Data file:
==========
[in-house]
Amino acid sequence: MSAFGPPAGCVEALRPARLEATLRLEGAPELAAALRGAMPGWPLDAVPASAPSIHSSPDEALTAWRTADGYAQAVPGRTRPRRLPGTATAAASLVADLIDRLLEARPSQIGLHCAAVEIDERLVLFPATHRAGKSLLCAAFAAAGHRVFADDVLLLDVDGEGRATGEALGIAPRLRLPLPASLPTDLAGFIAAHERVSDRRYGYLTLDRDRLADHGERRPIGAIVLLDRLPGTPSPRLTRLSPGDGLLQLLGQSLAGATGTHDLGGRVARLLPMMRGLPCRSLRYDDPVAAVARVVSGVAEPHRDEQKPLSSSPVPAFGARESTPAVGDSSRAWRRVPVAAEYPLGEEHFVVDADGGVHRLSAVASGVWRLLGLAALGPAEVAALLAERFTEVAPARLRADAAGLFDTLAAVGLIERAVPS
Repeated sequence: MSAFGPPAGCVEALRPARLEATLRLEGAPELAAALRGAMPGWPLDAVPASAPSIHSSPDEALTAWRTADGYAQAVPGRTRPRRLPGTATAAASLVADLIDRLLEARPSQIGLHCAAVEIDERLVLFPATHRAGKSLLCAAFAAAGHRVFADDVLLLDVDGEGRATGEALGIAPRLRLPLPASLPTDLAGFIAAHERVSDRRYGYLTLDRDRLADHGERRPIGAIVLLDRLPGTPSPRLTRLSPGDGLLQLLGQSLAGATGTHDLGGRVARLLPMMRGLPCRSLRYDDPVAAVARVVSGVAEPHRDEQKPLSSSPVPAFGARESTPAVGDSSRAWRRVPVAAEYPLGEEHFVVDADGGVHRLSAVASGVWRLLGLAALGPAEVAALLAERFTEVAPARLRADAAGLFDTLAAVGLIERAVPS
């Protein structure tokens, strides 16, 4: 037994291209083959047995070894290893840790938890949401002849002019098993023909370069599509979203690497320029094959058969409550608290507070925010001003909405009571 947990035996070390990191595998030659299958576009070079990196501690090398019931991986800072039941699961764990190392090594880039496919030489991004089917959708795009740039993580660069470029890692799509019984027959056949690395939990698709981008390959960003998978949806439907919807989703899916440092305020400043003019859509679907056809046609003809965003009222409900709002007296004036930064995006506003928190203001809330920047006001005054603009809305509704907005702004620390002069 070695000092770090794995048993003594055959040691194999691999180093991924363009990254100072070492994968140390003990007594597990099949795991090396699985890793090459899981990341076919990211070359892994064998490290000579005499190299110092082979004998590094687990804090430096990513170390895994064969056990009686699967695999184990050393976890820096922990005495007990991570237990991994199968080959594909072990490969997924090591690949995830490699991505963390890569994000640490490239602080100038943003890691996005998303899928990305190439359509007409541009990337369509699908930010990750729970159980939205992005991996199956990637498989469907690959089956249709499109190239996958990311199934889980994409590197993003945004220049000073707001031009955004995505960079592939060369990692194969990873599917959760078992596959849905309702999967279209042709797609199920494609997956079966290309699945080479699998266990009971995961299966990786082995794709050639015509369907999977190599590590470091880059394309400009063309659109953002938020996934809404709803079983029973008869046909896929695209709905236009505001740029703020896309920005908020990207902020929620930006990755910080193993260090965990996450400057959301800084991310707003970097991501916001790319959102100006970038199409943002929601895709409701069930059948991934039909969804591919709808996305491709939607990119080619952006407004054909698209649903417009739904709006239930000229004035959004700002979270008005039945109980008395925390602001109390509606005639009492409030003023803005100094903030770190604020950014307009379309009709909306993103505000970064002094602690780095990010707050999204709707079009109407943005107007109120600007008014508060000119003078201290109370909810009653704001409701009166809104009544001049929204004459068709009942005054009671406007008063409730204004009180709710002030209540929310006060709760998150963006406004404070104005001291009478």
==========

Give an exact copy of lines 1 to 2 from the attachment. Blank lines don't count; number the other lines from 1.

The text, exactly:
[in-house]
Amino acid sequence: MSAFGPPAGCVEALRPARLEATLRLEGAPELAAALRGAMPGWPLDAVPASAPSIHSSPDEALTAWRTADGYAQAVPGRTRPRRLPGTATAAASLVADLIDRLLEARPSQIGLHCAAVEIDERLVLFPATHRAGKSLLCAAFAAAGHRVFADDVLLLDVDGEGRATGEALGIAPRLRLPLPASLPTDLAGFIAAHERVSDRRYGYLTLDRDRLADHGERRPIGAIVLLDRLPGTPSPRLTRLSPGDGLLQLLGQSLAGATGTHDLGGRVARLLPMMRGLPCRSLRYDDPVAAVARVVSGVAEPHRDEQKPLSSSPVPAFGARESTPAVGDSSRAWRRVPVAAEYPLGEEHFVVDADGGVHRLSAVASGVWRLLGLAALGPAEVAALLAERFTEVAPARLRADAAGLFDTLAAVGLIERAVPS